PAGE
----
It appears that the long standing marriage between Samsung and Google may be coming to an end. According to Forbes, the Galaxy line creators will allow its users to download a beta version of Nokia Here Maps in October 2014, when the rounded Samsung Galaxy Gear S hits store shelves, and this might be the beginning of the end for Google’s OS on Samsung devices.
Samsung is pushing hard to replace Android with Tizen, their own, Linux-based operating system, which is as much Google-free as only possible. The adoption of Here Maps is the cherry on top of this rather turbulent relationship. It’s obvious that the whole story between the two companies is about money. Google is pushing OEMs to use its own sets of instructions regarding applications, and its really hard to imagine a situation where a Samsung, Sony, or any other phone is sold without Gmail, Chrome, or Hangouts present. To access Google Services, OEMs must create their own firmware with Google’s influence. The position of Google Search, Gmail, Hangouts is fixed, so companies like Samsung can’t move them. What hurts Samsung the most is not being able to put on their own search engine, ads, and other commercial software–and we know how much OEMs love bloatware.
A few weeks ago, Amazon released their very first smartphone, the Fire Phone. FireOS is nothing more than a skinned Android 4.0.3 without Google services. AOSP is a great thing and we all know how many things can be done with its source code. Good things. The majority of ROMs we see here on XDA are built from source, and some corporations have decided to do the same thing. Google may be a victim of their own strategy, but to be honest, it will never happen. Google is simply too big, too powerful, too greedy, and has the best managers in the world to fall into oblivion and leave the field for other companies.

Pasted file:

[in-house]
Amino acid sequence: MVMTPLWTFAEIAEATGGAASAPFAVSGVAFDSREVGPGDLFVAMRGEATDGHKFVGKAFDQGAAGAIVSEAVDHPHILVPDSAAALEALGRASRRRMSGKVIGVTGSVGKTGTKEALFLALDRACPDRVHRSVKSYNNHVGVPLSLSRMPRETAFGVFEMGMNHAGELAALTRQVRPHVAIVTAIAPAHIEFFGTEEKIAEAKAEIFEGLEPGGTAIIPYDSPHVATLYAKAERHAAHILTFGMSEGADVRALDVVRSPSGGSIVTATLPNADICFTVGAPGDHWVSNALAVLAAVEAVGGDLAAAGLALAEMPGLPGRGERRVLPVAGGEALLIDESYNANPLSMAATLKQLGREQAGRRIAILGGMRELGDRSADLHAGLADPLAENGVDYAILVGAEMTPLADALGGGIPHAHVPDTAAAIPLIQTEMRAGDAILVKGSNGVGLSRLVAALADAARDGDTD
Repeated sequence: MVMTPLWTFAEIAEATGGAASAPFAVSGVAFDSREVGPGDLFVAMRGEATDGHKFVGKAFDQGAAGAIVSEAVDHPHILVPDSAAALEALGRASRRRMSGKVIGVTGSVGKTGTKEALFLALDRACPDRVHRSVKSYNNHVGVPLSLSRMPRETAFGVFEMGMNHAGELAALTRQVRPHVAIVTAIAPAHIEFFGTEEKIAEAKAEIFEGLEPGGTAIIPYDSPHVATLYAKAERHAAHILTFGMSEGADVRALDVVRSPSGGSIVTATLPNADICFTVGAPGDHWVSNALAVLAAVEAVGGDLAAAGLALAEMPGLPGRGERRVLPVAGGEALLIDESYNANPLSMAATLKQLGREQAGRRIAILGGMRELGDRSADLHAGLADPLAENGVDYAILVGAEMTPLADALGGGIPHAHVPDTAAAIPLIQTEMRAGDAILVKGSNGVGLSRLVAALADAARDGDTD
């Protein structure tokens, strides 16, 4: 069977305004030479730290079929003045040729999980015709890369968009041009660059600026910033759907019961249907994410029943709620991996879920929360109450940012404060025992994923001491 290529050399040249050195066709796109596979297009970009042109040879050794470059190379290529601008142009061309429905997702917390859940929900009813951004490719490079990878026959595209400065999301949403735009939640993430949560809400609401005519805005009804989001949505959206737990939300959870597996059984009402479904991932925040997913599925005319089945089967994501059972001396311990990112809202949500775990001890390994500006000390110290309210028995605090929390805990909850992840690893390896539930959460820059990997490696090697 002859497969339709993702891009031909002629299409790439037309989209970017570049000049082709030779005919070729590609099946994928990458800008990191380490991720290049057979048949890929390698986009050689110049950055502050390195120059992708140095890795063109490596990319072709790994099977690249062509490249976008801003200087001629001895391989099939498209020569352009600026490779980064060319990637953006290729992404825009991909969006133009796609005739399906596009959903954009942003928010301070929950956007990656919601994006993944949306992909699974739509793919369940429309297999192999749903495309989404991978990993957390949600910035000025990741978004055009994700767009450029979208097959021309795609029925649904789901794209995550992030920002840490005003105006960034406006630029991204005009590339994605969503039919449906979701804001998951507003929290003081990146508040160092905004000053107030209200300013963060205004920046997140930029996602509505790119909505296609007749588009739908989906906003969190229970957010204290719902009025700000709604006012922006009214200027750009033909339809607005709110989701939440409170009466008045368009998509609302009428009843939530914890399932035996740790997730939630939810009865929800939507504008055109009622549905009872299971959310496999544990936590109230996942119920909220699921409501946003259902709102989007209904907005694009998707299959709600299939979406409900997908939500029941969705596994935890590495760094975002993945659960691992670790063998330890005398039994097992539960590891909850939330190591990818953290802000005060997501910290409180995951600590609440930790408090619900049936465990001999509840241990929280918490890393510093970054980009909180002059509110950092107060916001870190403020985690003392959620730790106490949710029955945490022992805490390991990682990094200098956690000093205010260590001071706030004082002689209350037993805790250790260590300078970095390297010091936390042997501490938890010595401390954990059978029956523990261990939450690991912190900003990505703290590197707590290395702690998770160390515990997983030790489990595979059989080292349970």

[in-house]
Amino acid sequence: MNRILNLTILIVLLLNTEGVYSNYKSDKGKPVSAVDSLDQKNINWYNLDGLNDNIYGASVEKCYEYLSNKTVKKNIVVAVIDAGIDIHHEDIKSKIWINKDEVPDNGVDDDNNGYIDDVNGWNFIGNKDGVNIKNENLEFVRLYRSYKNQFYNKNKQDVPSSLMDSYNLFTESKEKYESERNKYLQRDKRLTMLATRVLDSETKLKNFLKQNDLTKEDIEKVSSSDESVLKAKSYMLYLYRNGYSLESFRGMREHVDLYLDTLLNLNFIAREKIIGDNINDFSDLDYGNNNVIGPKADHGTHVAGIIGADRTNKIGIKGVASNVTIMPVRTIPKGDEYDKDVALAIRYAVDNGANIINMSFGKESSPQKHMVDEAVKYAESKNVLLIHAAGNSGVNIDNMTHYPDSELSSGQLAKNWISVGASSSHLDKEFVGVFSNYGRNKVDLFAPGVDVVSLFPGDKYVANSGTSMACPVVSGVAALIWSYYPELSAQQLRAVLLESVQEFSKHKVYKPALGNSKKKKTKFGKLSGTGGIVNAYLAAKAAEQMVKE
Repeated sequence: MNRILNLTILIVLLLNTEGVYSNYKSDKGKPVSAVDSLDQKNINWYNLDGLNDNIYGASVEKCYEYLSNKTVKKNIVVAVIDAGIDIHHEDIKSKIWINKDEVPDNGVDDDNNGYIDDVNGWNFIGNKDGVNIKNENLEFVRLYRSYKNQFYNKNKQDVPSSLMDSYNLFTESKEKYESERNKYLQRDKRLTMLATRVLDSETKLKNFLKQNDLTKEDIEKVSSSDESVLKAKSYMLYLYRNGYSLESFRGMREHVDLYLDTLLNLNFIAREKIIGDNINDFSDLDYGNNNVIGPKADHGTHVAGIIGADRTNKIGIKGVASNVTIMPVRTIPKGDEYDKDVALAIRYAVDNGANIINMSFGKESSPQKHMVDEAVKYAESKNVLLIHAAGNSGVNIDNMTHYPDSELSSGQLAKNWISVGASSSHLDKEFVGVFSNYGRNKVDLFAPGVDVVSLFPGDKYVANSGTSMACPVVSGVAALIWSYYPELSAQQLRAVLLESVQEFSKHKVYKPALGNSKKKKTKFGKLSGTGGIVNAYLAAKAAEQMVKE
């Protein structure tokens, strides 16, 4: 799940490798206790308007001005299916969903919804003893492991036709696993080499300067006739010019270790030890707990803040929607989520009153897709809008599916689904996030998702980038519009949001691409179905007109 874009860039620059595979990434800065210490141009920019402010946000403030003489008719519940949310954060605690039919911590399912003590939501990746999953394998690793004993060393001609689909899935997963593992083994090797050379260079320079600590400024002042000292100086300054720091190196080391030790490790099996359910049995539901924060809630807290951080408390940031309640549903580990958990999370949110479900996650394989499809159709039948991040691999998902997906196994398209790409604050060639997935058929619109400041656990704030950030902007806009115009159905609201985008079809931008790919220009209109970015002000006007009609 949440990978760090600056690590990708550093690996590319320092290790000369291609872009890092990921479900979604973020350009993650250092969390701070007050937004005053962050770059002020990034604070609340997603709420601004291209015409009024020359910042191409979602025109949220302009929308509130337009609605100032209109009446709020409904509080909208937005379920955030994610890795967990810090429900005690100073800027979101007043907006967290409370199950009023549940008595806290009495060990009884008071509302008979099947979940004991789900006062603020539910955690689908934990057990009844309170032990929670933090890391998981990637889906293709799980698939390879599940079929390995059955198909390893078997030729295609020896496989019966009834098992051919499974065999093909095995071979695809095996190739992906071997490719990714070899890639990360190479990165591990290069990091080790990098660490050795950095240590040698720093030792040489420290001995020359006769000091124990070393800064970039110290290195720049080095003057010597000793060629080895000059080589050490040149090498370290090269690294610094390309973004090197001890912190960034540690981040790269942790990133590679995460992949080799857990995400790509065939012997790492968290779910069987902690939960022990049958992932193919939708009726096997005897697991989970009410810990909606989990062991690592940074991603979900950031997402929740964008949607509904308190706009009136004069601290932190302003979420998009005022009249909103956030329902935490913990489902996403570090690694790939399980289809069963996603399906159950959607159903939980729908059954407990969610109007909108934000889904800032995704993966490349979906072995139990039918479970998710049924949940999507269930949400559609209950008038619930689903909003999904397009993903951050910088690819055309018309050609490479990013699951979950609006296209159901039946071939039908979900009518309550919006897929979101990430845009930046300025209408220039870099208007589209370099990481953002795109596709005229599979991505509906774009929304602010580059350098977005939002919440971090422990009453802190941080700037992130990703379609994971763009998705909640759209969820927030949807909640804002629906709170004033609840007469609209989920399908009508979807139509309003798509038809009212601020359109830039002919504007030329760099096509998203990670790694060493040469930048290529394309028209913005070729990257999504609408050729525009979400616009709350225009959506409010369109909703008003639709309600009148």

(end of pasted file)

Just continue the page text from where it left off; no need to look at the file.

This leads us to another question: What will happen with Samsung and other OEMs that try to release themselves from Mountain View’s clutches? An answer seems to be interesting. CNN reported that Xiaomi overtook the Samsung’s position in China, the biggest mobile market in the world. This fact may lead to conclusion that Samsung is slowly losing its position as a mobile world leader. We can already see devices from OEMs like Oppo, OnePlus, and other Asian OEMs that play a fair game (*knock, knock Mediatek…*) and find many thousands of buyers. It’s only a matter of time to find these devices in carrier deals–not just in North America, but also other continents. Samsung might be forced to reduce the price of their devices or simply look for another sector of the market to make big money. Leaving Android to Tizen is a reflection of the bad situation the OEM is currently in.
Tizen is a good OS for smartwatches, maybe even better than Android Wear, because it doesn’t require so much energy. Samsung has been working hard to push the Samsung Z, the first Tizen-based phone, to the Russian market. The company didn’t manage to make it yet and we are seeing pretty much the same Bada OS story in new guise. Tizen is much more user friendly than Bada, but this OS is not a threat to Android in any kind. Android will remain as a major force in mobile ecosystem for a long time, because Google will do everything to keep their OS on top.